The indictment alleges that Defendant Wu is the President of Chitron-US and has been since its incorporation in 1998. (SSI ¶ 8.) In addition, the affidavit submitted by Special Agent Hayden of the Department of Commerce states that "[o]n or about April 29, 2008, WU filed a H1-B Visa Application with the United States Department of State... [indicating] that he is presently employed as the President of CHITRON-US." (Hayden Aff. ¶ 11.) Chitron-China has not submitted any evidence that Wu is no longer the President or controlling officer of Chitron-US. As such, if Chitron-US is proven to be a "mere conduit" for the activities of Chitron-China, then Defendant Wu is competent to accept service of the summons as President of Chitron-China's subsidiary corporation in the United States.
Borrowing from case law in the civil context, Chitron-China argues that, in order for the Court to find that service on its subsidiary was sufficient, the Government must show a "lack of corporate independence, fraudulent intent, and manifest injustice." United Elec., Radio & Mach. Workers of Am. v. 163 Pleasant St. Corp., 960 F.2d 1080, 1093 (1st Cir. 1992). The superseding indictment states that Defendant Wu incorporated Chitron-US as a Massachusetts corporation to serve as ChitronChina's branch office and purchasing office in the United States. (SSI ¶ 7; see also Hayden Aff. ¶ 7.) In addition, Wu and other agents of Chitron-China allegedly directed and controlled Chitron-US's purchase and ultimate export to China of millions of dollars worth of electronics components and commodities from United States manufacturers and distributors. (SSI ¶ 8; Hayden Aff. ¶ 19.) Chitron-China and Chitron-US exchanged tasking lists that identified parts that Chitron-China's customers were interested in procuring (SSI at 18; Hayden Aff. ¶ 19), and used a toll-free United States telephone number to communicate with United States companies in order to disguise the ultimate destination of purchases including defense articles and other controlled United States commodities. (SSI at 17-18; Hayden Aff. ¶ 20.) Moreover, Chitron-China's employees contacted United States companies directly and ordered parts, holding themselves out to be employees of Chitron-US. (SSI at 34-35; Hayden Aff. ¶ 20.) Wu was the president and an owner of both entities. These allegations in the indictment and affidavit show a sufficient interrelationship between Chitron-China and Chitron-US to hold that service of the summons on Wu, who was still the President of the subsidiary at the time of service, was sufficient to effect service on the foreign parent corporation, Chitron-China.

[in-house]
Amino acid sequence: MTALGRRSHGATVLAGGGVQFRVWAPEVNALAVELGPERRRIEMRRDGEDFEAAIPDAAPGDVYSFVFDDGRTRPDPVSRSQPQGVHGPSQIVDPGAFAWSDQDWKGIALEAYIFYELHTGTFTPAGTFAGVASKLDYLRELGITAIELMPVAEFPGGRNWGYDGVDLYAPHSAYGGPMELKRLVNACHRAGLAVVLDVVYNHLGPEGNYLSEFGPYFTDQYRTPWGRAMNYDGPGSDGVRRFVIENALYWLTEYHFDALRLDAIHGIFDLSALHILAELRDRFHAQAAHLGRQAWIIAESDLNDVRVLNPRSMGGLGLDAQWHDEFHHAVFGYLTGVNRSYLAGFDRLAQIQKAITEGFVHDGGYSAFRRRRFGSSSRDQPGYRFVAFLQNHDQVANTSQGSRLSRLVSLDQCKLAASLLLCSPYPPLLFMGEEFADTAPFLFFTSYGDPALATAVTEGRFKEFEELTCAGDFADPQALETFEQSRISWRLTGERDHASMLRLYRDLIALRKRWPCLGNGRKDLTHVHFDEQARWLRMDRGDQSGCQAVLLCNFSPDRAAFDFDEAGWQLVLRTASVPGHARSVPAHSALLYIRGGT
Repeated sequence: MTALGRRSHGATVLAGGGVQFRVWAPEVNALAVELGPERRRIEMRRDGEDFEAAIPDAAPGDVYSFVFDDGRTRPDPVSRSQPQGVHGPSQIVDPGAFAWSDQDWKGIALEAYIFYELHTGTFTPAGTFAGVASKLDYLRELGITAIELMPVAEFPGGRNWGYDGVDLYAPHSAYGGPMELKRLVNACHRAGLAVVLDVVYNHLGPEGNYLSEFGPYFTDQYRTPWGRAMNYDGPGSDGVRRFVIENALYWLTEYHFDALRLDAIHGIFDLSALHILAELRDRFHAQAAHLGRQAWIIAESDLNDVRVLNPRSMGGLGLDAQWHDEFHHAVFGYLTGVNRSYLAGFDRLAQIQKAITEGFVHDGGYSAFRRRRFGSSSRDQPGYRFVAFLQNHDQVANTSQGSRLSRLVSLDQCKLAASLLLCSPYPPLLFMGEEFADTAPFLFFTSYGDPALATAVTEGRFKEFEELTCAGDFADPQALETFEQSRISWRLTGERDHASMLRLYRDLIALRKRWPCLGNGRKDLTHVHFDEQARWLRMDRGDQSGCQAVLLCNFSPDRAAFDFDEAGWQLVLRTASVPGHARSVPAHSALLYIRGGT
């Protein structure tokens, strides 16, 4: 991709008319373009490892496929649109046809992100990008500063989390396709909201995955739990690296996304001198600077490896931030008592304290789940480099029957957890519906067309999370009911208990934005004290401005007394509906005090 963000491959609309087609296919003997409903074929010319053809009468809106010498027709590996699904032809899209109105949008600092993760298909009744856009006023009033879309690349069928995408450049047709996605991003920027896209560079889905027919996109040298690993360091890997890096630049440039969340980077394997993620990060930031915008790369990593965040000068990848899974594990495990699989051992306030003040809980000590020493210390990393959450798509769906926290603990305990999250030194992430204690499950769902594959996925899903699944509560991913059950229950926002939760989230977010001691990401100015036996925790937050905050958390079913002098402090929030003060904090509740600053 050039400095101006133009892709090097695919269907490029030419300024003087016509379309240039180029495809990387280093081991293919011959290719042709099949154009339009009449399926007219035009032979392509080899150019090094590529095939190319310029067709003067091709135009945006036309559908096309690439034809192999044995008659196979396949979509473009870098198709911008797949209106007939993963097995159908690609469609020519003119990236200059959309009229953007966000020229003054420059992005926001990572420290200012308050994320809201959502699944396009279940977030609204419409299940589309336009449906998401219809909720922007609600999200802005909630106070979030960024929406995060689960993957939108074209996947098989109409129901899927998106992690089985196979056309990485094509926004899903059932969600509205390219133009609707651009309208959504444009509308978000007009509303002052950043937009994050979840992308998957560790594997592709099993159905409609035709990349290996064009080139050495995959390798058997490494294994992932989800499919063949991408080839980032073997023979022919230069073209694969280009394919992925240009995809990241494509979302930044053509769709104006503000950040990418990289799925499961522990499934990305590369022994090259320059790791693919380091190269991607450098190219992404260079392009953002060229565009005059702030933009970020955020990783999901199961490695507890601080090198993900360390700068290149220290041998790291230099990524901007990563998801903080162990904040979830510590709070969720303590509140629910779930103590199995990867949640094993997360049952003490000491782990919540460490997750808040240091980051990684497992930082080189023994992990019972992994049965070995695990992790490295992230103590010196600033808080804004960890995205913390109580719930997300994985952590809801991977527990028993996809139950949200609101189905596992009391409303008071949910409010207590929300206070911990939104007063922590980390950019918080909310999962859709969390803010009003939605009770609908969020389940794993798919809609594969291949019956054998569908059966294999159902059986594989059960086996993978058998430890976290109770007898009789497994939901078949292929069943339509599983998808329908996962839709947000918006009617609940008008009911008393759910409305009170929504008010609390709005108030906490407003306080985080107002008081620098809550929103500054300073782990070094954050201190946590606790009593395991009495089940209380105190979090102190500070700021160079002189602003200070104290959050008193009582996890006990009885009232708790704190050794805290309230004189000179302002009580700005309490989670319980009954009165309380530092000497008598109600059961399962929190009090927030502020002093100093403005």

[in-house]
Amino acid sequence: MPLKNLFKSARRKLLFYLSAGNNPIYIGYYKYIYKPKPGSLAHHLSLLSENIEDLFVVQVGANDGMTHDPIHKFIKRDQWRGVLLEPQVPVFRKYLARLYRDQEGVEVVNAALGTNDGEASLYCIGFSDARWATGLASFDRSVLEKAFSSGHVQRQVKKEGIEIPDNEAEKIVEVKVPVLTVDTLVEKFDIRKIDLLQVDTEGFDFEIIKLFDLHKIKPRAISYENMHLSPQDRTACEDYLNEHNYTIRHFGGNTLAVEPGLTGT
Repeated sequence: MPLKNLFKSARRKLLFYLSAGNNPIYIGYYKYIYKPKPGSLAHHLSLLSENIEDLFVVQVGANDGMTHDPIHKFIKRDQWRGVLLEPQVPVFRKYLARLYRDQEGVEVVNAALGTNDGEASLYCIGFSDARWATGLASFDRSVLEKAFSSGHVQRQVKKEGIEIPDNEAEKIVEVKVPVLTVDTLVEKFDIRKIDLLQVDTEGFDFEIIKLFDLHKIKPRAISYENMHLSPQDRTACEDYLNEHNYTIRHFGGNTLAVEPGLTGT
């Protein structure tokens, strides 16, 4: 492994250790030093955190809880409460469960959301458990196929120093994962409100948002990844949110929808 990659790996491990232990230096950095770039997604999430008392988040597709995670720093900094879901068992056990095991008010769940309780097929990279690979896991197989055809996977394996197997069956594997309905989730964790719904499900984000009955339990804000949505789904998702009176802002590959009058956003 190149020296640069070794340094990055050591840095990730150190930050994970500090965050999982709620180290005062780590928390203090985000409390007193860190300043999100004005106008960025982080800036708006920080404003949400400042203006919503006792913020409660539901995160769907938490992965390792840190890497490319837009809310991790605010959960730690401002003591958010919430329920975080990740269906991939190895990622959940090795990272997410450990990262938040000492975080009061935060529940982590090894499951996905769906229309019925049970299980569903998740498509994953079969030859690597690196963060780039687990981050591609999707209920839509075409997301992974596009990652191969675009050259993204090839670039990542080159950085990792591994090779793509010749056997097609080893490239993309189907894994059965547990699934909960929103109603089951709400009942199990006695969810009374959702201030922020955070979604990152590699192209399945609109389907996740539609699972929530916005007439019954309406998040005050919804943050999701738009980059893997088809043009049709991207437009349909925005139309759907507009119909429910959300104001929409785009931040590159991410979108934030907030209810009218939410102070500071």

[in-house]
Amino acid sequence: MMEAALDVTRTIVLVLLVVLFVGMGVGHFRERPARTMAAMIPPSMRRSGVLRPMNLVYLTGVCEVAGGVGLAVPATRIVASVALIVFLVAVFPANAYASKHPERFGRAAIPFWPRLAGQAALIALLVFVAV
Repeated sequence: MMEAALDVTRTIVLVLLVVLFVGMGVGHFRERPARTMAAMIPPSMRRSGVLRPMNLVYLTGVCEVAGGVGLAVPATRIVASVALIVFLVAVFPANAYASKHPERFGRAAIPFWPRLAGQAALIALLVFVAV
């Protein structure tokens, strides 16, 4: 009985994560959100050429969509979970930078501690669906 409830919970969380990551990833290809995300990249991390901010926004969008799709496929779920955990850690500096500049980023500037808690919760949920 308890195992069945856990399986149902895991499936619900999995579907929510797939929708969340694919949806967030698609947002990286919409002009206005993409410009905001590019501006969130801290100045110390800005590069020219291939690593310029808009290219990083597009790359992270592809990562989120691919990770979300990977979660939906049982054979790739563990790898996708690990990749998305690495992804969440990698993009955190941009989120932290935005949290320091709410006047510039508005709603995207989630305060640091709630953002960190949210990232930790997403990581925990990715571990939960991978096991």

Since the Court finds that the Government has satisfied the first prong of Rule 4(c)(3)(C) through service of Chitron-China's subsidiary, it is unnecessary to discuss Chitron-China's assertions that Defendant Wu is no longer President or General Manager of Chitron-China, and therefore was unable to accept service of the summons under Chinese law.4
b. Copy of Summons Sent to Chitron-US Office
Given that the Court has found that service on the President of Chitron-China's subsidiary was sufficient to satisfy the first prong of Rule 4(c)(3)(C), it follows that service of a copy of the summons at the address of Chitron-US in Waltham, Massachusetts is sufficient to satisfy the "last known address" requirement of the Rule. The Second Superseding indictment sufficiently alleges that Chitron-US was a mere conduit for Chitron-China, leading to the conclusion that it was appropriate for the copy of the summons to be sent by certified mail to Chitron-US's business address in Massachusetts.
3. Mutual Legal Assistance Treaty
As an alternative basis for its motion to dismiss, Chitron-China asserts that the Mutual Legal Assistance Treaty ("MLAT") between the United States and China precludes the service of a criminal summons upon a Chinese corporation except with the assent and assistance of the Chinese government. This argument is without merit.